Marussia will mis the last pre-season test, after their car failed the last of the FIA’s mandatory crash tests. That means the team will arrive in Australia (assuming they can correct the issue and pass the test) with absolutely no mileage on their car.
Driving a Formula One car is dangerous at the best of times. The acceleration, braking, and corning abilities of the cars are staggering. The very idea of participating in a session on a grand prix weekend in a car that has never hit the track is ridiculous. At best, the car will be slow. At worst, it is a death trap.
A slow Formula One car is about the most dangerous thing imaginable. The closing speeds of the cars under braking are mind-blowing. A Red Bull could be braking 80 metres later than a Marussia in Melbourne in three weeks time. The potential exists for accidents like that of Mark Webber at Valencia in 2010, where he ran into the back of Kovalainen’s Lotus because he was surprised by how early the Lotus had to brake.
This is not the first time that a team is arriving at the first race with no testing. HRT have done it for the last two years. In 2010, they ran their cars for the first time in qualifying for Bahrain. In 2011, with the 107% rule re-introduced, they failed to qualify for Australia, to the surprise of no-one.
The regulations do not require a car to run in testing before it can take part in a grand prix weekend. In that regard, the regulations are woefully indequate. The FIA needs to wake up and realise that, by allowing this to happen, they are deliberately creating an unsafe environment for racing. Formula One is dangerous enough already. Why make it worse?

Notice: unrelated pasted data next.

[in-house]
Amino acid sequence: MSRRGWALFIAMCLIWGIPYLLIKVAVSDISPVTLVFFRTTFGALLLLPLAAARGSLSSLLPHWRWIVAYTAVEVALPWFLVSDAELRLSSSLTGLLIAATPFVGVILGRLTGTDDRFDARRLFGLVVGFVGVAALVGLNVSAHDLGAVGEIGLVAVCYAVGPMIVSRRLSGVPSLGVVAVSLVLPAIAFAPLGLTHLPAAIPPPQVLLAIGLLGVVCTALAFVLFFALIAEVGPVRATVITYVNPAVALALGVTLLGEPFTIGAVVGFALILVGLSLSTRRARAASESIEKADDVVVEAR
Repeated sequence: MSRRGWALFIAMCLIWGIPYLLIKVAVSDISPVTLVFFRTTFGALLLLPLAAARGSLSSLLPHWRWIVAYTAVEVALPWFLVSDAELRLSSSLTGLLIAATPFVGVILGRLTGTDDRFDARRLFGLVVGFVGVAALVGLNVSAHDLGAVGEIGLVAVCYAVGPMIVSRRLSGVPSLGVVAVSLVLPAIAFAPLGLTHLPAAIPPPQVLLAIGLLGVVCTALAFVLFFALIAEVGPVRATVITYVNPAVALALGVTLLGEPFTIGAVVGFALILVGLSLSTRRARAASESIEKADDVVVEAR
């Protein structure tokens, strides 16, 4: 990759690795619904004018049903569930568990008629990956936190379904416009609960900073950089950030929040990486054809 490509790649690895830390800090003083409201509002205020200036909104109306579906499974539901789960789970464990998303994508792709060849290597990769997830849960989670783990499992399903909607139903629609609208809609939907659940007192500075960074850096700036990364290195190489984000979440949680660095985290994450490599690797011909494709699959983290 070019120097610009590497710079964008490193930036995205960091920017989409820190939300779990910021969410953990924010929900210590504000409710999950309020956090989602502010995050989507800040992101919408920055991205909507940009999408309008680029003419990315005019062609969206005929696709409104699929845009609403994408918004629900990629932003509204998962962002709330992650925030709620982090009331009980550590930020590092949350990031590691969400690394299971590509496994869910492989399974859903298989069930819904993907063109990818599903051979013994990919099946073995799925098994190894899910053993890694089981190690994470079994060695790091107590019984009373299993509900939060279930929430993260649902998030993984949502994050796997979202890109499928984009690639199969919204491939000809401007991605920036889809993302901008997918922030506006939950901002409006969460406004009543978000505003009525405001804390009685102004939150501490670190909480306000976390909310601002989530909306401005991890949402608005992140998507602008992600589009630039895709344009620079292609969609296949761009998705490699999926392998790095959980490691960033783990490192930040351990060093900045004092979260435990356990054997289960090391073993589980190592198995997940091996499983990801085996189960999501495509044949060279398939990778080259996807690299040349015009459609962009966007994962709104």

12 Formula One teams will be in Barcelona in the first week of March, for the final four day pre-season test of 2012. It will be the first time that all 12 teams run their 2012 cars at the same time.
We can look forward to two more launches as HRT and Marussia reveal their 2012 challengers to the world. It will be the first time HRT take part in a pre-season test with their current car. They were in Jerez a few weeks ago, but with their 2011 car.
The up-coming test should see the return of Lotus, who pulled out of last week’s test after identifying an issue with their chassis. After a week or so back in the factory, they should be good to go.
In terms of what the teams are likely to be testing, there should be upgrades on some of the cars. Often the teams will start testing with a fairly basic car, and then bring a significant upgrade to the last test in preparation for the first race. So there could be some slightly different looking cars. Any changes to exhausts will be followed closely by all of the teams. Although it is no longer legal to run the exhaust through the diffuser, the teams have now learned that exhaust gases can play a part in producing downforce. Some teams will doubtless be testing exhaust-related solutions on their cars.
There should be quite a few race simulations. Now that reliability issues have mostly been resolved, the teams will want to concentrate on tyre and fuel management over long runs. Performance over long runs will be interesting to watch, as the teams start to find the performance in their cars. Pitstop practice could become more common, as the pit crews fine-tune their skills in anticipation of the start of the season. We will hopefully see some qualifying simulations. Although the teams will not want to give away too much of their true pace, they will also want to gather as much data as they can about low-fuel setups.